Misconduct Concerns:
Diocesan official's role in complaints eyed

By Carol Eisenberg
June 3, 2002

Pat McDonough believed a boy was about to kill himself because of the unrelenting attentions of a young priest when she met eight years ago with Msgr. Alan Placa, then one of the most powerful men in the Diocese of Rockville Centre.

The 14-year-old former altar boy told her during a religious retreat that the Rev. Joseph Mundy had confided how lonely he was, how difficult celibacy was, and how the two of them needed each other. McDonough, then a religious educator, told Placa she believed Mundy was grooming the boy for sex and asked Placa what he would do about it.

"My job is to protect the bishop," she recalled Placa as saying.

Well then, she wanted to know, whose job is it to protect the boy? Placa looked away from her and lit a cigarette.

"That's when I knew nothing would be done," said McDonough, a psychologist and a columnist for the diocesan newspaper, The Long Island Catholic.

Starting in the mid-1980s, when cases of priest sexual abuse came to national attention, Alan Placa played a central role in how such complaints were handled on Long Island. A nationally recognized legal expert on sexual abuse, Placa, 57, was a chief architect of the diocesan policy and one of its chief executors until he stepped down as vice chancellor in mid-April.

Now, even as a Suffolk grand jury probes possible obstruction of justice by top church officials, questions are being raised about Placa's performance in that job, as well as about his conduct 25 years ago when he taught high school boys aspiring to the priesthood.

Investigators are examining complaints that Placa and other top officials placed troubled priests back into jobs where they had contact with children, sometimes against the advice of psychiatrists - a charge Placa denies. Victims, meanwhile, say that he was evasive and lacked compassion in dealing with their complaints, and that his dual role as priest-confidant and legal counsel to the bishop was not made clear to them, putting them at a disadvantage.

"Alan Placa was the point person on sexual issues [for the diocese], and he handled these cases as quietly as possible, to the detriment of the victim, to the detriment of the priest, as well as to the detriment of the church in the long run," said Robert Fulton, a former director of priest health services in Rockville Centre who has since left the priesthood. "You can't possibly represent the interests of the priest, the victim and the diocese at the same time, as he did."

Placa dismisses such criticisms, saying balancing victims' concerns against the rights of priests was a difficult, inherently contentious job. "I have one set of critics saying I've been involved in a cover-up and have not reported things, and that is absolutely untrue," he said. "On the other side, I have priests criticizing me because I've been overly aggressive... because I don't go to bat for the priest."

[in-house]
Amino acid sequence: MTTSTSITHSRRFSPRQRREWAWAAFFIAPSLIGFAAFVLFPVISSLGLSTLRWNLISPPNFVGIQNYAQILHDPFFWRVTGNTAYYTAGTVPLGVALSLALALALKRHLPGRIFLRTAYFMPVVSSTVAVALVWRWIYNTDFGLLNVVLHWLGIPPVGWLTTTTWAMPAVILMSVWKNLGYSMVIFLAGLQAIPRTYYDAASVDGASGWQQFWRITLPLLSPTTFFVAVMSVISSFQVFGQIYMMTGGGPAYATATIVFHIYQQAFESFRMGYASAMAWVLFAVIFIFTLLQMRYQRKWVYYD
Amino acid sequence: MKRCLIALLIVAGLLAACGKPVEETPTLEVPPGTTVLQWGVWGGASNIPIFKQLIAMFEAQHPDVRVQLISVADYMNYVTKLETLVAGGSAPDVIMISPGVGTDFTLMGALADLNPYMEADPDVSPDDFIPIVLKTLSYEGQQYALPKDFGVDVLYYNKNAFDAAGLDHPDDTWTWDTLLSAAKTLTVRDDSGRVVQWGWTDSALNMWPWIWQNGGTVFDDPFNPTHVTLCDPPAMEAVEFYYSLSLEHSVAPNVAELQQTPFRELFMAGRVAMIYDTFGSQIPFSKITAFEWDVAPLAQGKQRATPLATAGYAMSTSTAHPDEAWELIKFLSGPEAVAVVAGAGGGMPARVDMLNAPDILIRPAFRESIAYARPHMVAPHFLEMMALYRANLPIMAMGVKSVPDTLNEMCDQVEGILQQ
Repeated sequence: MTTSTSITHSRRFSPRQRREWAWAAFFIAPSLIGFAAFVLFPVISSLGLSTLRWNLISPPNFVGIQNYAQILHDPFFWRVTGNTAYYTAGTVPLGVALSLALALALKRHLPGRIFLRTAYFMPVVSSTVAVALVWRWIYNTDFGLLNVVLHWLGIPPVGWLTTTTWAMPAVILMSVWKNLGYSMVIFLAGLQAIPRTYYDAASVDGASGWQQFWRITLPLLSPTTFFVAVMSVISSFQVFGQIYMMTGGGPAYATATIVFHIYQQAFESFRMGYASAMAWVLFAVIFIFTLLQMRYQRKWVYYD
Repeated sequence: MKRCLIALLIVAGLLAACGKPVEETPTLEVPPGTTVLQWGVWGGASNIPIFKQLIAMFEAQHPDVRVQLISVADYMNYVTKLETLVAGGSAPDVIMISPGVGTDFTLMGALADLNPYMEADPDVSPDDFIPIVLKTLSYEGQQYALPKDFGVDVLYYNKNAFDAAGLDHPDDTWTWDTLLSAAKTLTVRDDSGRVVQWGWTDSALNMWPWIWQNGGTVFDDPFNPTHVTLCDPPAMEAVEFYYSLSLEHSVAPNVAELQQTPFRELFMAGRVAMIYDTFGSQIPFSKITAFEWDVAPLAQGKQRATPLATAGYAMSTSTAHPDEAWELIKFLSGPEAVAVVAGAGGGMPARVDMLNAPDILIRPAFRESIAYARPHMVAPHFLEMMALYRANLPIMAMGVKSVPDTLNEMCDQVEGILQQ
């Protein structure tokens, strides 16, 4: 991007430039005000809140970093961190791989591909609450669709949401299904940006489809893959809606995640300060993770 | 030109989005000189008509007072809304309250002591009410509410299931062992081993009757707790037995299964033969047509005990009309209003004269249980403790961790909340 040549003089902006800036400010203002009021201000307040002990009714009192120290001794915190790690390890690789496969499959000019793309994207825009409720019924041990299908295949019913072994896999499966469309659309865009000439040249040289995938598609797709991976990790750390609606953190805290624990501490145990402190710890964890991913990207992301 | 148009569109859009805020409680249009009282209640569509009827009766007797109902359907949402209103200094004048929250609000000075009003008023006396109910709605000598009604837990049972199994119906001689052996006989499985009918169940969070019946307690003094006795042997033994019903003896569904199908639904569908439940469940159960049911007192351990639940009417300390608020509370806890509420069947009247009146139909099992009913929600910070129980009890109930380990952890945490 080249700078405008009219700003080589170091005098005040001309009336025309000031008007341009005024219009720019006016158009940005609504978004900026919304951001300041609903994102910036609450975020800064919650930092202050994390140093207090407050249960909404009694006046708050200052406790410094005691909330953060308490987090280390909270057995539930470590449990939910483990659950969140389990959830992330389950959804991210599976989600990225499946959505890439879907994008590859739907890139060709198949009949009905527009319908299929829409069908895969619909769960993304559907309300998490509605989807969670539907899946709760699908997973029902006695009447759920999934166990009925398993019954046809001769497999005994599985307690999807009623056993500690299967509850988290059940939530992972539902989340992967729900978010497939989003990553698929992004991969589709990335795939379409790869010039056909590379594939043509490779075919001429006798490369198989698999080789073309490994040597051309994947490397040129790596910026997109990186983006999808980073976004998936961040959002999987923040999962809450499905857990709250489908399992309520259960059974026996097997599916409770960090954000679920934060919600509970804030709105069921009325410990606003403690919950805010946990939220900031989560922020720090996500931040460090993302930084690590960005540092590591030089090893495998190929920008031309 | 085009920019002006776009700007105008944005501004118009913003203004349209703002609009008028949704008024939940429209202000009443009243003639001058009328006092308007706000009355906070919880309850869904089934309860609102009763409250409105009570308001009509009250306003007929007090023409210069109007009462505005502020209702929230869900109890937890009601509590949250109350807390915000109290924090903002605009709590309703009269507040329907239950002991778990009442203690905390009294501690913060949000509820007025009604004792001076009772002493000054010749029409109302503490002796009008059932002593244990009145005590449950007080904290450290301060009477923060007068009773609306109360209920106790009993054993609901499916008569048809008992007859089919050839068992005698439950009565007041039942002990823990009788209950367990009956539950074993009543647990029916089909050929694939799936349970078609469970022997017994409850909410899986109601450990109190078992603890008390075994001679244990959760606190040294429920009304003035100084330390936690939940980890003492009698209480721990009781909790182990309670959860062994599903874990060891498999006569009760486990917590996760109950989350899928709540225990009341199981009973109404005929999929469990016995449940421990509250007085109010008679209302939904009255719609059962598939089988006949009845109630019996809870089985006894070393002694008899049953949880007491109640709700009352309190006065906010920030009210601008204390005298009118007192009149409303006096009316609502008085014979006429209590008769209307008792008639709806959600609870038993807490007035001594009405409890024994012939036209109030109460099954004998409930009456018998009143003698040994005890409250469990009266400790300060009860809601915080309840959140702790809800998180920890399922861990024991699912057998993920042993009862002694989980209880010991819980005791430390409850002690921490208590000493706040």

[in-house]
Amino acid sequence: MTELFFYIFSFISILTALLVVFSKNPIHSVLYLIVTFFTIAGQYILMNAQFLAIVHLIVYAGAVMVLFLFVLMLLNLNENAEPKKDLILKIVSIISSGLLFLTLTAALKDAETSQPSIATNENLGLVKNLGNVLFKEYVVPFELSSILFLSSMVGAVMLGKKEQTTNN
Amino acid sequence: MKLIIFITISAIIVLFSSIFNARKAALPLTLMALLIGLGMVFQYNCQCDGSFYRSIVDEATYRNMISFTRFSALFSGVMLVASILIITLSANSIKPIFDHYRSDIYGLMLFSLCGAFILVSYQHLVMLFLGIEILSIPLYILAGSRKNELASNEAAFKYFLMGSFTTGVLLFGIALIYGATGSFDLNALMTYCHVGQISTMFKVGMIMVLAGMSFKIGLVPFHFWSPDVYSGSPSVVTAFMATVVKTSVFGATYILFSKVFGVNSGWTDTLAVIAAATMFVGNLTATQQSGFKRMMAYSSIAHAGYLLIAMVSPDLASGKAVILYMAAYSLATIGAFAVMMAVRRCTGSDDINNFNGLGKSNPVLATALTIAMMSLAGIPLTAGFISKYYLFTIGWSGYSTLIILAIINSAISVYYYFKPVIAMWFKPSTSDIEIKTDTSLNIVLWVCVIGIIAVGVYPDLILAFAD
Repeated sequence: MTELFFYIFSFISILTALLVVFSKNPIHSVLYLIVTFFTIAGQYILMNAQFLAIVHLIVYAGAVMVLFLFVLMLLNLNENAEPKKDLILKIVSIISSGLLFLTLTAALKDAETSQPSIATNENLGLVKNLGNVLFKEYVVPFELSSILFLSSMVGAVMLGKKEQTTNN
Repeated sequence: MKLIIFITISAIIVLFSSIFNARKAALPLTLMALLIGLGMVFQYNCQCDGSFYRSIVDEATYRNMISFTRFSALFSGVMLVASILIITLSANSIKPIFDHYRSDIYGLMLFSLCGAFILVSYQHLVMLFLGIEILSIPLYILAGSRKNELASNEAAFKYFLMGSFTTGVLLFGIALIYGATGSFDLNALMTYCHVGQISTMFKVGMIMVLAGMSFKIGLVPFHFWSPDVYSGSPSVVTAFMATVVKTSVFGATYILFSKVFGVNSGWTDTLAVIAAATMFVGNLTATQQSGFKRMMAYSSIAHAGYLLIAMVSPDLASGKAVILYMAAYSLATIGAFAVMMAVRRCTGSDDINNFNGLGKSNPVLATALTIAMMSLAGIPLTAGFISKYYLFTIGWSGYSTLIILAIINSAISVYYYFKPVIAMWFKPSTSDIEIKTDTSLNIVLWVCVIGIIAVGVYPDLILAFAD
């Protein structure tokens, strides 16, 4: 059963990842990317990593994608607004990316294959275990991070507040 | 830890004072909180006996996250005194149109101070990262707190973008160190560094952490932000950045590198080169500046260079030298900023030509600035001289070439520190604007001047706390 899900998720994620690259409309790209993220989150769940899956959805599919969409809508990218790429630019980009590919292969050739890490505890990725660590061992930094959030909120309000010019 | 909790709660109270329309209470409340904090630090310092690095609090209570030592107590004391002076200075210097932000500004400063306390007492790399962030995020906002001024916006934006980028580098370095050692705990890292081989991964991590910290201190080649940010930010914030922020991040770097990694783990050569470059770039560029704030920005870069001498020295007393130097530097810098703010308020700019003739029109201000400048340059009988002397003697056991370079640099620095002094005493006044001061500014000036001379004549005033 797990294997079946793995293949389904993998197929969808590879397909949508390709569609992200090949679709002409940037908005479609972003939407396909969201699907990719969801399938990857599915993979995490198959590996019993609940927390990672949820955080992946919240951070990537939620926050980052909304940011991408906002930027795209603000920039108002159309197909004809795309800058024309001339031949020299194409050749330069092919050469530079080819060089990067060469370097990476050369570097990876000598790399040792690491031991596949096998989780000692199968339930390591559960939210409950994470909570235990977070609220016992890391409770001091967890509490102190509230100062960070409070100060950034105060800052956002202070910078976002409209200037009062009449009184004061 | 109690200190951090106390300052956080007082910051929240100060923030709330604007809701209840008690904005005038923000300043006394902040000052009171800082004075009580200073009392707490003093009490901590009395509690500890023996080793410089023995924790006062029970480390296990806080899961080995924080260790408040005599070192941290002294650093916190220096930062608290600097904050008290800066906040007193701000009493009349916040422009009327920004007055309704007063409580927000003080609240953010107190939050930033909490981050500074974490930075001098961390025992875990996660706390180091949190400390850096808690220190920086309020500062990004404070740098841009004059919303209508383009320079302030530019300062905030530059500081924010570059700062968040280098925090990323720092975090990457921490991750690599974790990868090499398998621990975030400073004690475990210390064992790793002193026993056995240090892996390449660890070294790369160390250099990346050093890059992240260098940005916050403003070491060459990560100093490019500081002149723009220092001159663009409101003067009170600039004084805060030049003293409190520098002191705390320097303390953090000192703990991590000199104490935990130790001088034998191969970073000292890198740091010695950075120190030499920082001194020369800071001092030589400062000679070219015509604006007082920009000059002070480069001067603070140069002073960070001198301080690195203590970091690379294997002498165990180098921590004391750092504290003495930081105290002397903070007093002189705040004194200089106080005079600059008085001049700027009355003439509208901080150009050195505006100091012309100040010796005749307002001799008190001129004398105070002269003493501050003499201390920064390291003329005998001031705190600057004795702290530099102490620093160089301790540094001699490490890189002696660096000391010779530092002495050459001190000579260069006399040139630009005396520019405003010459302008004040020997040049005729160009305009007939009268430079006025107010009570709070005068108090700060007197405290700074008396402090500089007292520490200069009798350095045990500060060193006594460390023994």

But in many ways, Placa's response to the Mundy complaint is emblematic, critics say, of how he seemed to place a higher priority on protecting priests and the reputation of the diocese than on protecting youthful victims.

A short time after McDonough met with Placa, the boy's mother went to see him at Mundy's request "to put in a good word" for the priest, who was a close family friend. But she said Placa never told her of McDonough's concern that the relationship was becoming sexual, and she had no suspicion of that herself.

During that same visit, the boy said Placa took him aside for a private chat and subtly pressured him to back off of his account.

"The whole conversation was less than two minutes," recalled the victim, now a 22-year-old actor and musician living in Manhattan.

"He said to me that he knew kids didn't get much sleep when they went on these retreats, and that was a problem because sleep deprivation could play tricks on one's mind, isn't that right? He never asked me about Mundy."

During the next three years, the man said Mundy became increasingly brazen. The priest took the teen to the back room of a gay bar where he attempted to sodomize him, bought him pornography and plied him with vodka as he begged for sexual favors.

The low point came when the teen brought a younger friend with him to Mundy's parish in Wading River, and the friend told him afterward that Mundy had sodomized him in the rectory while the older teen sang in church next door.

"I was devastated," the man said. "Until then I had thought if it was just me, I could handle it. But now, I felt like I brought someone else into the situation, and he [Mundy] took advantage of it."

The second alleged victim declined to talk to Newsday, but his attorney, Michael Dowd of Manhattan, confirmed the account.